Project description:Continued methamphetamine (MA) use is dependent on a positive MA experience and is likely attenuated by sensitivity to the aversive effects of MA. Bidirectional selective breeding of mice for high (MAHDR) or low (MALDR) voluntary consumption of MA demonstrates a genetic influence on MA intake. Quantitative trait locus (QTL) mapping identified a QTL on mouse chromosome 10 that accounts for greater than 50% of the genetically-determined differences in MA intake in the MAHDR and MALDR lines. The trace amine-associated receptor 1 gene (Taar1) is within the confidence interval of the QTL and encodes a receptor (TAAR1) that modulates monoamine neurotransmission and at which MA serves as an agonist. We demonstrate the existence of a non-functional allele of Taar1 in the DBA/2J mouse strain, one of the founder strains of the selected lines, and show that this non-functional allele co-segregates with high MA drinking and with reduced sensitivity to MA-induced conditioned taste aversion (CTA) and hypothermia. The functional Taar1 allele, derived from the other founder strain, C57BL/6J, segregates with low MA drinking and heightened sensitivity to MA-induced CTA and hypothermia. A role for TAAR1 in these phenotypes is corroborated in Taar1 transgenic mice: Taar1 knockout mice consume more MA and exhibit insensitivity to MA-induced CTA and hypothermia, compared with Taar1 wild-type mice. These are the first data to show that voluntary MA consumption is, in part, regulated by TAAR1 function. Behavioral and physiological studies indicate that TAAR1 function increases sensitivity to aversive effects of MA, and may thereby protect against MA use.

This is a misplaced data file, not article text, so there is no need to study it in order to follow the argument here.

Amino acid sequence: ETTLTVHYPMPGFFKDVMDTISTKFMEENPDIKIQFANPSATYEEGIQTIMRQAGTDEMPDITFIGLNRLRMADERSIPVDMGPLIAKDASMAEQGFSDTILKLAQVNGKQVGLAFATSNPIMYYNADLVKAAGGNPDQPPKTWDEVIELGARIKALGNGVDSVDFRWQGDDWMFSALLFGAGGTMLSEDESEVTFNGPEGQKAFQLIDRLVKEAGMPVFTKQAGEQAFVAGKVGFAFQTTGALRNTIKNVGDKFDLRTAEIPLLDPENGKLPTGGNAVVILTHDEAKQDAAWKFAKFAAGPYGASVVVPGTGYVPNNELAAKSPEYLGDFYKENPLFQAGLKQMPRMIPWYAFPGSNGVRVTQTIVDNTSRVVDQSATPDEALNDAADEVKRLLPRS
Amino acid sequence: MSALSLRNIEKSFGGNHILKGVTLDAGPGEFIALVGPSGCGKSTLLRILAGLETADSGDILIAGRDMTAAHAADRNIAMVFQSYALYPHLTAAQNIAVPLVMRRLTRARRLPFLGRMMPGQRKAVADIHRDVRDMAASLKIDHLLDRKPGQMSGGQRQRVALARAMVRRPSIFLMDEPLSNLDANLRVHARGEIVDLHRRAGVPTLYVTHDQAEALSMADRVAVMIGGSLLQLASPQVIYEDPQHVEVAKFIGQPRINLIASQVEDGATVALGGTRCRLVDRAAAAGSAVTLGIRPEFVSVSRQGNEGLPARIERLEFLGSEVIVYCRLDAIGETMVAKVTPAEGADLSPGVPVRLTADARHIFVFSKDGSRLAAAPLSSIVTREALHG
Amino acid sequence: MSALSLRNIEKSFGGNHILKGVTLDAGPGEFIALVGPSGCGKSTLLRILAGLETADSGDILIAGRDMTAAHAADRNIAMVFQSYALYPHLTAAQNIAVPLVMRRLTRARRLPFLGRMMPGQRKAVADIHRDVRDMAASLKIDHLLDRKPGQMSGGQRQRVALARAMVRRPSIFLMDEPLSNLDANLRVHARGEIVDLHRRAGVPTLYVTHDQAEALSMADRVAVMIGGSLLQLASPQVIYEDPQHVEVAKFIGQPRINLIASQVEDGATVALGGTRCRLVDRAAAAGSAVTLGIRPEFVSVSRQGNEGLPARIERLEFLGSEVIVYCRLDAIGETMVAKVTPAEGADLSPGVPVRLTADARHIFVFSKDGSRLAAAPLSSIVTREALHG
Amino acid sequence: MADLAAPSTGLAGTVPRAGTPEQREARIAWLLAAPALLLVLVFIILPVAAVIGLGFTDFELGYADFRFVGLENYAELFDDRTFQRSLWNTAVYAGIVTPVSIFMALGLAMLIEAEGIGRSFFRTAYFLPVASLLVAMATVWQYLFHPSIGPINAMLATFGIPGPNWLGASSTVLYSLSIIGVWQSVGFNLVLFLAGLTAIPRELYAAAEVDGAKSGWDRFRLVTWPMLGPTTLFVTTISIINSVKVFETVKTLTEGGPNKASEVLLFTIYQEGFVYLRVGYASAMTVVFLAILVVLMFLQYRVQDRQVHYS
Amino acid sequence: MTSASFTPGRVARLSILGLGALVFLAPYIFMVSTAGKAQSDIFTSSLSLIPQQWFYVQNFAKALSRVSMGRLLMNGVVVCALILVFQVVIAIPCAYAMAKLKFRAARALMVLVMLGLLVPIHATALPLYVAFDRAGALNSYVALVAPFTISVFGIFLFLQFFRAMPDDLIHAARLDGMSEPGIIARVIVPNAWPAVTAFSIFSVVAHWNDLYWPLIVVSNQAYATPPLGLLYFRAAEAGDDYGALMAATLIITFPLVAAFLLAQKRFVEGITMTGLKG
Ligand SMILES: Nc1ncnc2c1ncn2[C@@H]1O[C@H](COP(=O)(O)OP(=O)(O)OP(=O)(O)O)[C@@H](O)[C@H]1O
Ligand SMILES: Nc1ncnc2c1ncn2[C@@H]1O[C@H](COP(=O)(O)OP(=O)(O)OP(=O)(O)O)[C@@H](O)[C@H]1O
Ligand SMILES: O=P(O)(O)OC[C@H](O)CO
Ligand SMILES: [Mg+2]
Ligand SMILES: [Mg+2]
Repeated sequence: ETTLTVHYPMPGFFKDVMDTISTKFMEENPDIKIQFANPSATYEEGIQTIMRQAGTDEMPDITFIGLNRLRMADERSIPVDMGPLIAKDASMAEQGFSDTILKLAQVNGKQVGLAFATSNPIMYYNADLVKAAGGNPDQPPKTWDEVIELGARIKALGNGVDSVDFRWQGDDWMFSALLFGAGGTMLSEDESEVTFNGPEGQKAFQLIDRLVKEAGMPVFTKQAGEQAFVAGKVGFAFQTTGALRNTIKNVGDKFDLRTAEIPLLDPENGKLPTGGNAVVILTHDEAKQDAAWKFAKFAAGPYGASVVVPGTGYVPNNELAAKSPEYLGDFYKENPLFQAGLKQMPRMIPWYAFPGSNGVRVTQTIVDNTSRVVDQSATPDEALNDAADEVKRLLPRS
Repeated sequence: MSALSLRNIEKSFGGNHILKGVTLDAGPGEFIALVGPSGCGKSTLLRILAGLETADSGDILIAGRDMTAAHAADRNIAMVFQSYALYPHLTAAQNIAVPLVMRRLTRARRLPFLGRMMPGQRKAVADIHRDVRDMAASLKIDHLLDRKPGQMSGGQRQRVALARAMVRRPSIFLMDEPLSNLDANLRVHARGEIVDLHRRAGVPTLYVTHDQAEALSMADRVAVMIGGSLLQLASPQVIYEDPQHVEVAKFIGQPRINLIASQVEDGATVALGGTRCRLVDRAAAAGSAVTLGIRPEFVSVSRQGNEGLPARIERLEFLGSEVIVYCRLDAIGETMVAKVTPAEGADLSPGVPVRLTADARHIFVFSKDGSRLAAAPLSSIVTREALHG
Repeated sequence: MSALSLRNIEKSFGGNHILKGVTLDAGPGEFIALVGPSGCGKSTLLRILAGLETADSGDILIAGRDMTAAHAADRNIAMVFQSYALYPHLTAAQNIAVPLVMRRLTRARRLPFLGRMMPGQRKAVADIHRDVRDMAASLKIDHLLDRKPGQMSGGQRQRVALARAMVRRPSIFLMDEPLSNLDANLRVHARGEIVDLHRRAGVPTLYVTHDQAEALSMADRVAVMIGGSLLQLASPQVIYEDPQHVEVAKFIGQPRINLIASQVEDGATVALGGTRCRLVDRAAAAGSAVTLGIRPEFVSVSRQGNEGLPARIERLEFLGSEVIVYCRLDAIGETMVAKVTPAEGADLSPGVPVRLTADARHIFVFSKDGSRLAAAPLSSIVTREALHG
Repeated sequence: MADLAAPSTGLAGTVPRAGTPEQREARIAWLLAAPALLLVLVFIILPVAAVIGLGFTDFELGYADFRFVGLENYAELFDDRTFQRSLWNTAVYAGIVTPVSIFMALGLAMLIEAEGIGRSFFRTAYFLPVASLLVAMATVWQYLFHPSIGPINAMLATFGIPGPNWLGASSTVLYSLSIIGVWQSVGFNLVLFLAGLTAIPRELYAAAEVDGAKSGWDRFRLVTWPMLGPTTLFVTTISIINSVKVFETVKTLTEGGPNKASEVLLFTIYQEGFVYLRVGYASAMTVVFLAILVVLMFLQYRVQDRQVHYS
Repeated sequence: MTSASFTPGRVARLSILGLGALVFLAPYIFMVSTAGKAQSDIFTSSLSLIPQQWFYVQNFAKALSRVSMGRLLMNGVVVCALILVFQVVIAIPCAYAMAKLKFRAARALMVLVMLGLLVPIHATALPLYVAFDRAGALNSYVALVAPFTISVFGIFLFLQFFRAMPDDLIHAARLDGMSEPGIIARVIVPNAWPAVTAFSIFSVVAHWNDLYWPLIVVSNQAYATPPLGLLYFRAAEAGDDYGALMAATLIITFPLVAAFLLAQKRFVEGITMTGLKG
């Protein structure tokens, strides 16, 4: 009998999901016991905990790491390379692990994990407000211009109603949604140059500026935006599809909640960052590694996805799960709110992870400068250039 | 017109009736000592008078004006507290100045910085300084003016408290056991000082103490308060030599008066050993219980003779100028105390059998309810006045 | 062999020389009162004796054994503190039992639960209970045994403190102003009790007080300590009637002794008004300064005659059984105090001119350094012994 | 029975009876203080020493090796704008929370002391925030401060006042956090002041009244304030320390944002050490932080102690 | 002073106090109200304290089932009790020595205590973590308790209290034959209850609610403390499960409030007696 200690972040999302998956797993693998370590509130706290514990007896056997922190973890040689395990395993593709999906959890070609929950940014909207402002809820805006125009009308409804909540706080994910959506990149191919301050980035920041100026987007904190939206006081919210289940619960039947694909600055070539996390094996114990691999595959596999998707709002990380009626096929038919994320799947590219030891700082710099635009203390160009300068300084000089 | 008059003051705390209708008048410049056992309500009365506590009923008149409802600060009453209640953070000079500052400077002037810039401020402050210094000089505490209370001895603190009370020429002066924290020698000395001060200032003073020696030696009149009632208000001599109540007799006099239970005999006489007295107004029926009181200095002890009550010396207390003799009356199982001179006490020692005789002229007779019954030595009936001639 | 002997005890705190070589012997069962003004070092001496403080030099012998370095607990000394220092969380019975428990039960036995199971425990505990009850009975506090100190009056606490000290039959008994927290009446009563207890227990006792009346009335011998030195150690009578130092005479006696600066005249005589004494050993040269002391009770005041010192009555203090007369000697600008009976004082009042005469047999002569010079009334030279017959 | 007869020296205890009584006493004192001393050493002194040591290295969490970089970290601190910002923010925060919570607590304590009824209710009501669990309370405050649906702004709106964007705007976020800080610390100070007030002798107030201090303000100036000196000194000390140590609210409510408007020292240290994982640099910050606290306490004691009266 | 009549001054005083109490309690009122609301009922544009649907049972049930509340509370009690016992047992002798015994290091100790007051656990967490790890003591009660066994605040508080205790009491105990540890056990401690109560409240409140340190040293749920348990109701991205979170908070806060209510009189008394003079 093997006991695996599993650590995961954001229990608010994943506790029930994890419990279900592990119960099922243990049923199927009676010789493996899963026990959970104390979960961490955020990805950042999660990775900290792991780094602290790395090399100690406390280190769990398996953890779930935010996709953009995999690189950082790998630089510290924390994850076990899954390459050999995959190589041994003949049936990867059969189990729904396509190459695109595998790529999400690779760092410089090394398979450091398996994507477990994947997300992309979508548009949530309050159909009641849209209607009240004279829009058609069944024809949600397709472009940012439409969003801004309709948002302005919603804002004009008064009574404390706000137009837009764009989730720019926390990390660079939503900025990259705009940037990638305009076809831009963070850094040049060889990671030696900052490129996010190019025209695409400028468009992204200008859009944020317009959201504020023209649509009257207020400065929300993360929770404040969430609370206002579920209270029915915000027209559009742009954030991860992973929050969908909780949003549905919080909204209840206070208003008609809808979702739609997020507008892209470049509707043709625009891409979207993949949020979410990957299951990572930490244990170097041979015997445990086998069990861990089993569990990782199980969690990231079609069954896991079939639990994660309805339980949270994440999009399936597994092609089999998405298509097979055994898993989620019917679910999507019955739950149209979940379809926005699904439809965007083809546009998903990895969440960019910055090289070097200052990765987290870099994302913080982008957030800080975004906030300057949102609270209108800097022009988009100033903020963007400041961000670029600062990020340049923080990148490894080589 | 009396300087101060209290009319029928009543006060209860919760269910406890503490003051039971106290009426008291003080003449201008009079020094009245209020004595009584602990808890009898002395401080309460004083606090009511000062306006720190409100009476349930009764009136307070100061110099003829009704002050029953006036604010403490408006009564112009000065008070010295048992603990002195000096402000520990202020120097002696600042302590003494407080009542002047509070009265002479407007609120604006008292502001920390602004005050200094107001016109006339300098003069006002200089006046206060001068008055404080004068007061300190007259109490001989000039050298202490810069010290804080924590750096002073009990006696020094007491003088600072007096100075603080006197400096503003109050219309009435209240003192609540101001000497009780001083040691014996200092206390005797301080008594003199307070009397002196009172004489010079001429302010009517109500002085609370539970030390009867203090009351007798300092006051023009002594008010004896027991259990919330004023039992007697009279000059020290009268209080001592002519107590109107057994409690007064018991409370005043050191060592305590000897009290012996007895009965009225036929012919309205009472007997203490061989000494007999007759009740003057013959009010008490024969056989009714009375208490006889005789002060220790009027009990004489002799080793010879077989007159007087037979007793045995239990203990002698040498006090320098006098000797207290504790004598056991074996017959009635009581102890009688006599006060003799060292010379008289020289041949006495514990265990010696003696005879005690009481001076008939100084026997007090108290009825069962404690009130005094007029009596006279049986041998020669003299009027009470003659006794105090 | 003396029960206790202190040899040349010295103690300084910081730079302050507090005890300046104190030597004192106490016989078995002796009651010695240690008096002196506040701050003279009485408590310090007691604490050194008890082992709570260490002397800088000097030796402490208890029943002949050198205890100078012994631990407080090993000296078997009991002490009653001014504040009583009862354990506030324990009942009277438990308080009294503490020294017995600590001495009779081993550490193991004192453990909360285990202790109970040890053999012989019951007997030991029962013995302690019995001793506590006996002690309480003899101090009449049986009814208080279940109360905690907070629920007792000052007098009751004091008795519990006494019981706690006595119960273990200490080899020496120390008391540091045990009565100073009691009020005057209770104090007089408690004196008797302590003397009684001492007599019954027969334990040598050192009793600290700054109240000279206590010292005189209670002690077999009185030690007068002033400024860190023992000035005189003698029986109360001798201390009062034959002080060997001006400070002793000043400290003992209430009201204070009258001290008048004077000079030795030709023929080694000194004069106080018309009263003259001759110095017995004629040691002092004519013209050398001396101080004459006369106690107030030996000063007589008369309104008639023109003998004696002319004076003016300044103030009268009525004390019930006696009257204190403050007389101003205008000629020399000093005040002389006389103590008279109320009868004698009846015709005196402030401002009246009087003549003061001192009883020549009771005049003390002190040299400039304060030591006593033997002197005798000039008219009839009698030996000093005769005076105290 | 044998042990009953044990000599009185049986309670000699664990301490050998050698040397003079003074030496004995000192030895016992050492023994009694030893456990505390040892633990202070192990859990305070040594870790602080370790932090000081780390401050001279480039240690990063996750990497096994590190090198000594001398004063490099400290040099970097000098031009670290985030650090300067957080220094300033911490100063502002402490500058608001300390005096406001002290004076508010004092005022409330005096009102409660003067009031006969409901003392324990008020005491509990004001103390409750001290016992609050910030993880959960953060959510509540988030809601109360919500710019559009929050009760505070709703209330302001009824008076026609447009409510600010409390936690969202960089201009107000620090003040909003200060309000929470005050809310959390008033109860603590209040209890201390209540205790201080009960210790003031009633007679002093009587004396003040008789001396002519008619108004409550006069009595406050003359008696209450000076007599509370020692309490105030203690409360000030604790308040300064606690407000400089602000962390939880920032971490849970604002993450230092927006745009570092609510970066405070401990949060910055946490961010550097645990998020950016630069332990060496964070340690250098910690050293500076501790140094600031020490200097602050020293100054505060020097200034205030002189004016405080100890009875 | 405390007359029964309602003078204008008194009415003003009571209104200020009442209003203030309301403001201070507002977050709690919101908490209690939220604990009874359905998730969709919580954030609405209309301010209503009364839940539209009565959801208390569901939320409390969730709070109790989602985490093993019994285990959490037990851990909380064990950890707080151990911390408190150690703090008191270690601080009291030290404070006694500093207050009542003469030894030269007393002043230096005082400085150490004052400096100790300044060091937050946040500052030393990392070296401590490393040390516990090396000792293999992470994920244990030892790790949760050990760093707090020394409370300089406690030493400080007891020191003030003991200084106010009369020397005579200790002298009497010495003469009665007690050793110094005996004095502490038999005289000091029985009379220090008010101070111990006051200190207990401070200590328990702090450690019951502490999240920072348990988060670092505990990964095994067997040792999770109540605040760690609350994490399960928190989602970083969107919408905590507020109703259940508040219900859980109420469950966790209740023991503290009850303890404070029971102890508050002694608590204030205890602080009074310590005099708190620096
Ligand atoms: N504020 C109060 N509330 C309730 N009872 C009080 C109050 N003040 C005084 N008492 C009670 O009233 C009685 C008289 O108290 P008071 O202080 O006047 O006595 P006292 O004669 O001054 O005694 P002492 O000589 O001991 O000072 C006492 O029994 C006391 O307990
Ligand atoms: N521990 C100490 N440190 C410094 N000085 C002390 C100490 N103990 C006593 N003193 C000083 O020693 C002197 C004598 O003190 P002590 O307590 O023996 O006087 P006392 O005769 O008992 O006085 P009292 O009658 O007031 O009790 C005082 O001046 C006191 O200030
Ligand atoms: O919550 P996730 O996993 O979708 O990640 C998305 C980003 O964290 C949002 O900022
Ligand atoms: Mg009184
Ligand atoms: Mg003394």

Project description:Current model DBA/2J (D2J) mice lack CD94 expression due to a deletion spanning the last coding exon of the Klrd1 gene that occurred in the mid- to late 1980s. In contrast, DBA/2JRj (D2Rj) mice, crosses derived from DBA/2J before 1984, and C57BL/6J (B6) mice lack the deletion and have normal CD94 expression. For example, BXD lines (BXD1-32) generated in the 1970s by crossing B6 and D2J do not segregate for the exonic deletion and have high expression, whereas BXD lines 33 and greater were generated after 1990 are segregating for the deletion and have highly variable Klrd1 expression. We performed quantitative trait locus analysis of Klrd1 expression by using BXD lines with different generation times and found that the expression difference in Klrd1 in the later BXD set is driven by a strong cis-acting expression quantitative trait locus. Although the Klrd1/CD94 locus is essential for mousepox resistance, the genetic variation among D2 substrains and the later set of BXD strains is not associated with susceptibility to the Influenza A virus PR8 strain. Substrains with nearly identical genetic backgrounds that are segregating functional variants such as the Klrd1 deletion are useful genetic tools to investigate biological function.